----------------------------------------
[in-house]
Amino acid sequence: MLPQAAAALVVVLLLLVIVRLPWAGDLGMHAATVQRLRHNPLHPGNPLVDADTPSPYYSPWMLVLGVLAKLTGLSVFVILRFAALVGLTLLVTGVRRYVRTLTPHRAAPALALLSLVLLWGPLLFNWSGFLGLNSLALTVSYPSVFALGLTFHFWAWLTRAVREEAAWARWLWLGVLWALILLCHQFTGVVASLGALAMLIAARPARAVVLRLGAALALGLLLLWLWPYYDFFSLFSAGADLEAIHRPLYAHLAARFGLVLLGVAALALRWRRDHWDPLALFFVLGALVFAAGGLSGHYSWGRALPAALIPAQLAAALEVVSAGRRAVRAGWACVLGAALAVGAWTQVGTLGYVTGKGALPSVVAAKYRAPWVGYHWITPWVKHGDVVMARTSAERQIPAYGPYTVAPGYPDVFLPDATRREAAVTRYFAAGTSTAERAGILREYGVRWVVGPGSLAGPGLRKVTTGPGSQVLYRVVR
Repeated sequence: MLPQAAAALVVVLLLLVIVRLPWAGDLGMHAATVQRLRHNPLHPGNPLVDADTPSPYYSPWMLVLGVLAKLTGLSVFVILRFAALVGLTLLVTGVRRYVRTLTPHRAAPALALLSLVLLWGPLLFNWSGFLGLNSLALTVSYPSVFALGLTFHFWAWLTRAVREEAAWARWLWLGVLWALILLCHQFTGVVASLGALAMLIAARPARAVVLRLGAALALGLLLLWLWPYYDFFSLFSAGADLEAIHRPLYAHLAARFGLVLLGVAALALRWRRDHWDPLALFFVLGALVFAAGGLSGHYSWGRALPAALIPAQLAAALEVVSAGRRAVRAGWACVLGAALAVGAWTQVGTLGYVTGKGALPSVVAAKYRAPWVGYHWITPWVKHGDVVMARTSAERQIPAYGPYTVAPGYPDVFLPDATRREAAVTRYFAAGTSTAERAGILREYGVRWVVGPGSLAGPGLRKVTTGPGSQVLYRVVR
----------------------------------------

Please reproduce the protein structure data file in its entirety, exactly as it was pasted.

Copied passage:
[in-house]
Amino acid sequence: MLPQAAAALVVVLLLLVIVRLPWAGDLGMHAATVQRLRHNPLHPGNPLVDADTPSPYYSPWMLVLGVLAKLTGLSVFVILRFAALVGLTLLVTGVRRYVRTLTPHRAAPALALLSLVLLWGPLLFNWSGFLGLNSLALTVSYPSVFALGLTFHFWAWLTRAVREEAAWARWLWLGVLWALILLCHQFTGVVASLGALAMLIAARPARAVVLRLGAALALGLLLLWLWPYYDFFSLFSAGADLEAIHRPLYAHLAARFGLVLLGVAALALRWRRDHWDPLALFFVLGALVFAAGGLSGHYSWGRALPAALIPAQLAAALEVVSAGRRAVRAGWACVLGAALAVGAWTQVGTLGYVTGKGALPSVVAAKYRAPWVGYHWITPWVKHGDVVMARTSAERQIPAYGPYTVAPGYPDVFLPDATRREAAVTRYFAAGTSTAERAGILREYGVRWVVGPGSLAGPGLRKVTTGPGSQVLYRVVR
Repeated sequence: MLPQAAAALVVVLLLLVIVRLPWAGDLGMHAATVQRLRHNPLHPGNPLVDADTPSPYYSPWMLVLGVLAKLTGLSVFVILRFAALVGLTLLVTGVRRYVRTLTPHRAAPALALLSLVLLWGPLLFNWSGFLGLNSLALTVSYPSVFALGLTFHFWAWLTRAVREEAAWARWLWLGVLWALILLCHQFTGVVASLGALAMLIAARPARAVVLRLGAALALGLLLLWLWPYYDFFSLFSAGADLEAIHRPLYAHLAARFGLVLLGVAALALRWRRDHWDPLALFFVLGALVFAAGGLSGHYSWGRALPAALIPAQLAAALEVVSAGRRAVRAGWACVLGAALAVGAWTQVGTLGYVTGKGALPSVVAAKYRAPWVGYHWITPWVKHGDVVMARTSAERQIPAYGPYTVAPGYPDVFLPDATRREAAVTRYFAAGTSTAERAGILREYGVRWVVGPGSLAGPGLRKVTTGPGSQVLYRVVR